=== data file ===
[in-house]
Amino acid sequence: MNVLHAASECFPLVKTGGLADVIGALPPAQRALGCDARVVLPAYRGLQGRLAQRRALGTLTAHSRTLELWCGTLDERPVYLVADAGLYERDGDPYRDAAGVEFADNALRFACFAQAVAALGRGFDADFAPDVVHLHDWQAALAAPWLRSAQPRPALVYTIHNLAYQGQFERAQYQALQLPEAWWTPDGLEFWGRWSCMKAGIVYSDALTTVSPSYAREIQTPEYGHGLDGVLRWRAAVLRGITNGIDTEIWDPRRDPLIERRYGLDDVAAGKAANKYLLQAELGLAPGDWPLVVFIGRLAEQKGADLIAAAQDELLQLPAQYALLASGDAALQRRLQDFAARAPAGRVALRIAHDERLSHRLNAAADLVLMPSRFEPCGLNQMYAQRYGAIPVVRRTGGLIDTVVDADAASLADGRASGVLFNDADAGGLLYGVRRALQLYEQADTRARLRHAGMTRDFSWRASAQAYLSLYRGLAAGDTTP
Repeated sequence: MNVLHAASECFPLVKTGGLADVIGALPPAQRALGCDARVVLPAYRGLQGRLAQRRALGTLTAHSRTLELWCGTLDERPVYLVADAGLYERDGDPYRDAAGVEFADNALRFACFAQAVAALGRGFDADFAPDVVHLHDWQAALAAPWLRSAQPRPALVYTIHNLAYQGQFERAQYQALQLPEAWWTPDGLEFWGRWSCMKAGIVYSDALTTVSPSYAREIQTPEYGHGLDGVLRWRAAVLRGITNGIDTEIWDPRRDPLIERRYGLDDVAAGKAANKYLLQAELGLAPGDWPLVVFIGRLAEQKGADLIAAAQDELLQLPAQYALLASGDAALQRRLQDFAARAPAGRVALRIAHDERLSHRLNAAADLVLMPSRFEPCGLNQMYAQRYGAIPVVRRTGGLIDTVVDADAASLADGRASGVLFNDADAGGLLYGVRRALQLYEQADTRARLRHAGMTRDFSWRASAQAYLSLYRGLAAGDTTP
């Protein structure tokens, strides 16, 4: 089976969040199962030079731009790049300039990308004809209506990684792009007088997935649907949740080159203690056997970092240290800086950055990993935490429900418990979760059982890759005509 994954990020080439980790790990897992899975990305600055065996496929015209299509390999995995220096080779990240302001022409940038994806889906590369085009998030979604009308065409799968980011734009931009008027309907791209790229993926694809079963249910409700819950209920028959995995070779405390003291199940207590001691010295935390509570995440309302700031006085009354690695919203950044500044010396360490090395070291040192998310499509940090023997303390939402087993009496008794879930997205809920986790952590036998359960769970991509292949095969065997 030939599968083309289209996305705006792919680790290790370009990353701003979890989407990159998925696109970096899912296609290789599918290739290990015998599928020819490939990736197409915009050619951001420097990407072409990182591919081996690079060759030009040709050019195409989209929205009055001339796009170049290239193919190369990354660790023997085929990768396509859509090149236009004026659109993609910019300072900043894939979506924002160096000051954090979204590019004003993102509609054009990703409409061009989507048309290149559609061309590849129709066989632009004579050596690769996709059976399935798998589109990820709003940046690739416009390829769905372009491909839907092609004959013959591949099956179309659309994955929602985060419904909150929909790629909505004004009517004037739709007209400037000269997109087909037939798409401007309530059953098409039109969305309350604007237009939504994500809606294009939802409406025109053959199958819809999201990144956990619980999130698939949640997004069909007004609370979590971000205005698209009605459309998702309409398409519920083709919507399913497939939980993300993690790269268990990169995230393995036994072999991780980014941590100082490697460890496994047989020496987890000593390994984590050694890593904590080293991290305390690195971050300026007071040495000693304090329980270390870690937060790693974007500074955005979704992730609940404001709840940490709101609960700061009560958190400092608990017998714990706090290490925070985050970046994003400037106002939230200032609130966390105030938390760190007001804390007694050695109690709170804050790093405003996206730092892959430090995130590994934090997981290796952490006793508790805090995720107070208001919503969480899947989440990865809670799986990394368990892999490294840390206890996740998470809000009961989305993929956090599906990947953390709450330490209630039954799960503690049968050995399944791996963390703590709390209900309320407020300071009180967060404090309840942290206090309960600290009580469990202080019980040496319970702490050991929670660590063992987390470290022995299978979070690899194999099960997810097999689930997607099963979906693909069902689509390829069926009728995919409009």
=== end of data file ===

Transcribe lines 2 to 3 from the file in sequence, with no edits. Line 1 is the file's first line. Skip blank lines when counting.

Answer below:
Amino acid sequence: MNVLHAASECFPLVKTGGLADVIGALPPAQRALGCDARVVLPAYRGLQGRLAQRRALGTLTAHSRTLELWCGTLDERPVYLVADAGLYERDGDPYRDAAGVEFADNALRFACFAQAVAALGRGFDADFAPDVVHLHDWQAALAAPWLRSAQPRPALVYTIHNLAYQGQFERAQYQALQLPEAWWTPDGLEFWGRWSCMKAGIVYSDALTTVSPSYAREIQTPEYGHGLDGVLRWRAAVLRGITNGIDTEIWDPRRDPLIERRYGLDDVAAGKAANKYLLQAELGLAPGDWPLVVFIGRLAEQKGADLIAAAQDELLQLPAQYALLASGDAALQRRLQDFAARAPAGRVALRIAHDERLSHRLNAAADLVLMPSRFEPCGLNQMYAQRYGAIPVVRRTGGLIDTVVDADAASLADGRASGVLFNDADAGGLLYGVRRALQLYEQADTRARLRHAGMTRDFSWRASAQAYLSLYRGLAAGDTTP
Repeated sequence: MNVLHAASECFPLVKTGGLADVIGALPPAQRALGCDARVVLPAYRGLQGRLAQRRALGTLTAHSRTLELWCGTLDERPVYLVADAGLYERDGDPYRDAAGVEFADNALRFACFAQAVAALGRGFDADFAPDVVHLHDWQAALAAPWLRSAQPRPALVYTIHNLAYQGQFERAQYQALQLPEAWWTPDGLEFWGRWSCMKAGIVYSDALTTVSPSYAREIQTPEYGHGLDGVLRWRAAVLRGITNGIDTEIWDPRRDPLIERRYGLDDVAAGKAANKYLLQAELGLAPGDWPLVVFIGRLAEQKGADLIAAAQDELLQLPAQYALLASGDAALQRRLQDFAARAPAGRVALRIAHDERLSHRLNAAADLVLMPSRFEPCGLNQMYAQRYGAIPVVRRTGGLIDTVVDADAASLADGRASGVLFNDADAGGLLYGVRRALQLYEQADTRARLRHAGMTRDFSWRASAQAYLSLYRGLAAGDTTP